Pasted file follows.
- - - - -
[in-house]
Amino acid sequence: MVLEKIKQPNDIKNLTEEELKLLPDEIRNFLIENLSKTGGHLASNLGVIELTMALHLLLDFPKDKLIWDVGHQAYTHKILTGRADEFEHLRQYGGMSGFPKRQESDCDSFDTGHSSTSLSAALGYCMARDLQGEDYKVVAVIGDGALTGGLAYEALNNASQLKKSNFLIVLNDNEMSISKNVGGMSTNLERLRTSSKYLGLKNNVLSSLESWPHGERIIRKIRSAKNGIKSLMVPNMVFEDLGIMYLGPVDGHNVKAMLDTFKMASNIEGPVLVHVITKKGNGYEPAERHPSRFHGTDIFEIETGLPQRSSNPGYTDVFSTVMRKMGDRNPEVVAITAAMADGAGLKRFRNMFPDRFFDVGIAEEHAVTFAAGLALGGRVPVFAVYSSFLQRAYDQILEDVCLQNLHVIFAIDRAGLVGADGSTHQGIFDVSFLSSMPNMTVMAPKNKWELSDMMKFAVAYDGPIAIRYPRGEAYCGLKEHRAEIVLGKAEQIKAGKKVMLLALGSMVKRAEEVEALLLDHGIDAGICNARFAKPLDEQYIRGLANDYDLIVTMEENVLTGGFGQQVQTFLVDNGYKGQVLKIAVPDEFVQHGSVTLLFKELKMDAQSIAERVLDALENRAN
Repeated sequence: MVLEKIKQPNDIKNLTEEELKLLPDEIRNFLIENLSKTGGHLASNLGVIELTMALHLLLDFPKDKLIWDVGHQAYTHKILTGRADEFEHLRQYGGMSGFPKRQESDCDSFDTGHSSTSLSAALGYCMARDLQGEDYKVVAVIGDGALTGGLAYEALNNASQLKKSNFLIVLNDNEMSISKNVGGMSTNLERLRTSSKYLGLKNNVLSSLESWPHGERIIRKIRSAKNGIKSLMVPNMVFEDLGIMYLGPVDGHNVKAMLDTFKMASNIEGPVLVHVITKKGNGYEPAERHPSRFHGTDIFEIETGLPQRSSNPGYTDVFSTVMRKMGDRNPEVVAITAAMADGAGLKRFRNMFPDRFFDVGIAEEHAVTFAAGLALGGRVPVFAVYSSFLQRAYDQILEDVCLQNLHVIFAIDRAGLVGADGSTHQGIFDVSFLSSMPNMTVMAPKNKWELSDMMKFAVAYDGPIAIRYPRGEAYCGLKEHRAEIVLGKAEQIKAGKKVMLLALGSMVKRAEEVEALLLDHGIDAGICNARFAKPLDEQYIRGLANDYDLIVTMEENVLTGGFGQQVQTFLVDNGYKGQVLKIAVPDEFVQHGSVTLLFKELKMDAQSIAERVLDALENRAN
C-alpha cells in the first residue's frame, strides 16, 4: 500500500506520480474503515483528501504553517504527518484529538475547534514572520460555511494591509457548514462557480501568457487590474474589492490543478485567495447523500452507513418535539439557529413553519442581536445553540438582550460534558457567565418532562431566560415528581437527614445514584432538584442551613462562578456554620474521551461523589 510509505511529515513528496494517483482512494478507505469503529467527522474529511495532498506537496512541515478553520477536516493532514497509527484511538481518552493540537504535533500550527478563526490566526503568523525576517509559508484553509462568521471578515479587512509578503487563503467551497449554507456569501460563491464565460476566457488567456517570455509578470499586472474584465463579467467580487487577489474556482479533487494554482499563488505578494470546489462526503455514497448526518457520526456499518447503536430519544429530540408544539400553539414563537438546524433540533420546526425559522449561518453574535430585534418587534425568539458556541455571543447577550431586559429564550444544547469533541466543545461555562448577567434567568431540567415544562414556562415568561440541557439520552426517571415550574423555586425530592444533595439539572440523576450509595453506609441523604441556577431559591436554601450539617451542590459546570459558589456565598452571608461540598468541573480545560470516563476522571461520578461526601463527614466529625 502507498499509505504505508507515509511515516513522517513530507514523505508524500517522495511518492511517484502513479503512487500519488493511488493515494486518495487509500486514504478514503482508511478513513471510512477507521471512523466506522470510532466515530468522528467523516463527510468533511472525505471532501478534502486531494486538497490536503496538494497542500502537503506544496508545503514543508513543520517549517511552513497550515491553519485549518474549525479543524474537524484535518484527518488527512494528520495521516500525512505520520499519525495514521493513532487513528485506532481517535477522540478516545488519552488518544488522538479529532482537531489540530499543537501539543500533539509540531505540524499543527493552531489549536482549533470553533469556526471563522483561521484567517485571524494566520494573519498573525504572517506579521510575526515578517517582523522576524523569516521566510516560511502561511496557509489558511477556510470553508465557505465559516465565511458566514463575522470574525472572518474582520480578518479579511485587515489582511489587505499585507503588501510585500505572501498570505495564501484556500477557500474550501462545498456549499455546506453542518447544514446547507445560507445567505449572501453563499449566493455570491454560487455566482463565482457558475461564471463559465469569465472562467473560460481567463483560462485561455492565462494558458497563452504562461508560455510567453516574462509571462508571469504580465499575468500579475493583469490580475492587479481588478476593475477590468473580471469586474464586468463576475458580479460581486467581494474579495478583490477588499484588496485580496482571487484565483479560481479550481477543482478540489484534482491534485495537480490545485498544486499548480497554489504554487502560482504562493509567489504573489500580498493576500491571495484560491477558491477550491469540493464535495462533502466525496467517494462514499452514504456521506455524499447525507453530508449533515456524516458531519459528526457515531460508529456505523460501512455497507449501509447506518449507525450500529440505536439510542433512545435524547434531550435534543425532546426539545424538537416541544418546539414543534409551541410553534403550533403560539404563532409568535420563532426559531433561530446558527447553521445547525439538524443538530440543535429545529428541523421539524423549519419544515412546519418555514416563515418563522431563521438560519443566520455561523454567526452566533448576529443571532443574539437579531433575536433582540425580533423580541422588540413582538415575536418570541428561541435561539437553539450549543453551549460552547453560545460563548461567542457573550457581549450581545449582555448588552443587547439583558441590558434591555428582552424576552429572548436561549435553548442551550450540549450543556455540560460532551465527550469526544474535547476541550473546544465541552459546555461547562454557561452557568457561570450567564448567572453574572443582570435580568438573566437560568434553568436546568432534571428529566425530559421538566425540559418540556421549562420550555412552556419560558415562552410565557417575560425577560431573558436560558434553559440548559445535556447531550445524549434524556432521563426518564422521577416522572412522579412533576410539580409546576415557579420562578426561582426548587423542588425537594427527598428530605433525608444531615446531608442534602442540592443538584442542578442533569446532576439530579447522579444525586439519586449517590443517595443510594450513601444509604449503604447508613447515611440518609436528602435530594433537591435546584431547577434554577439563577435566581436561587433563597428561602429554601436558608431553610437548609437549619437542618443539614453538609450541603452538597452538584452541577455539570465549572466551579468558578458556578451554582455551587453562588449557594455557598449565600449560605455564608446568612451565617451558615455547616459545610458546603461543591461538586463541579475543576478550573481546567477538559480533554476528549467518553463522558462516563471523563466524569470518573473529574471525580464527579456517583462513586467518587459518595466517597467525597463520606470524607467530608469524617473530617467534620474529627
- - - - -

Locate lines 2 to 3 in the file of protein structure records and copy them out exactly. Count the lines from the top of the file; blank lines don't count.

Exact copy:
Amino acid sequence: MVLEKIKQPNDIKNLTEEELKLLPDEIRNFLIENLSKTGGHLASNLGVIELTMALHLLLDFPKDKLIWDVGHQAYTHKILTGRADEFEHLRQYGGMSGFPKRQESDCDSFDTGHSSTSLSAALGYCMARDLQGEDYKVVAVIGDGALTGGLAYEALNNASQLKKSNFLIVLNDNEMSISKNVGGMSTNLERLRTSSKYLGLKNNVLSSLESWPHGERIIRKIRSAKNGIKSLMVPNMVFEDLGIMYLGPVDGHNVKAMLDTFKMASNIEGPVLVHVITKKGNGYEPAERHPSRFHGTDIFEIETGLPQRSSNPGYTDVFSTVMRKMGDRNPEVVAITAAMADGAGLKRFRNMFPDRFFDVGIAEEHAVTFAAGLALGGRVPVFAVYSSFLQRAYDQILEDVCLQNLHVIFAIDRAGLVGADGSTHQGIFDVSFLSSMPNMTVMAPKNKWELSDMMKFAVAYDGPIAIRYPRGEAYCGLKEHRAEIVLGKAEQIKAGKKVMLLALGSMVKRAEEVEALLLDHGIDAGICNARFAKPLDEQYIRGLANDYDLIVTMEENVLTGGFGQQVQTFLVDNGYKGQVLKIAVPDEFVQHGSVTLLFKELKMDAQSIAERVLDALENRAN
Repeated sequence: MVLEKIKQPNDIKNLTEEELKLLPDEIRNFLIENLSKTGGHLASNLGVIELTMALHLLLDFPKDKLIWDVGHQAYTHKILTGRADEFEHLRQYGGMSGFPKRQESDCDSFDTGHSSTSLSAALGYCMARDLQGEDYKVVAVIGDGALTGGLAYEALNNASQLKKSNFLIVLNDNEMSISKNVGGMSTNLERLRTSSKYLGLKNNVLSSLESWPHGERIIRKIRSAKNGIKSLMVPNMVFEDLGIMYLGPVDGHNVKAMLDTFKMASNIEGPVLVHVITKKGNGYEPAERHPSRFHGTDIFEIETGLPQRSSNPGYTDVFSTVMRKMGDRNPEVVAITAAMADGAGLKRFRNMFPDRFFDVGIAEEHAVTFAAGLALGGRVPVFAVYSSFLQRAYDQILEDVCLQNLHVIFAIDRAGLVGADGSTHQGIFDVSFLSSMPNMTVMAPKNKWELSDMMKFAVAYDGPIAIRYPRGEAYCGLKEHRAEIVLGKAEQIKAGKKVMLLALGSMVKRAEEVEALLLDHGIDAGICNARFAKPLDEQYIRGLANDYDLIVTMEENVLTGGFGQQVQTFLVDNGYKGQVLKIAVPDEFVQHGSVTLLFKELKMDAQSIAERVLDALENRAN